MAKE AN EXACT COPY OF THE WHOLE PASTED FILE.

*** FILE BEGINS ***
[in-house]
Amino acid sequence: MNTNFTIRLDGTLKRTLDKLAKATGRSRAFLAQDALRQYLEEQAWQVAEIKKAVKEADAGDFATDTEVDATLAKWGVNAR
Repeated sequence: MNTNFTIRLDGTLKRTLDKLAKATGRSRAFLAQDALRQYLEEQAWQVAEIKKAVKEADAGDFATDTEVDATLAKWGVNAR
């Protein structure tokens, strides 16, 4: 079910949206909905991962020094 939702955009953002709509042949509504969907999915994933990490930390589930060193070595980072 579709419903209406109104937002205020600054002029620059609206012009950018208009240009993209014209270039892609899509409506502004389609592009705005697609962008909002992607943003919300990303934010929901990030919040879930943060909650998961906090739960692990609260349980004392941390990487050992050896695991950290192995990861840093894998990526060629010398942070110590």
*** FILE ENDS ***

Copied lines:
[in-house]
Amino acid sequence: MNTNFTIRLDGTLKRTLDKLAKATGRSRAFLAQDALRQYLEEQAWQVAEIKKAVKEADAGDFATDTEVDATLAKWGVNAR
Repeated sequence: MNTNFTIRLDGTLKRTLDKLAKATGRSRAFLAQDALRQYLEEQAWQVAEIKKAVKEADAGDFATDTEVDATLAKWGVNAR
């Protein structure tokens, strides 16, 4: 079910949206909905991962020094 939702955009953002709509042949509504969907999915994933990490930390589930060193070595980072 579709419903209406109104937002205020600054002029620059609206012009950018208009240009993209014209270039892609899509409506502004389609592009705005697609962008909002992607943003919300990303934010929901990030919040879930943060909650998961906090739960692990609260349980004392941390990487050992050896695991950290192995990861840093894998990526060629010398942070110590």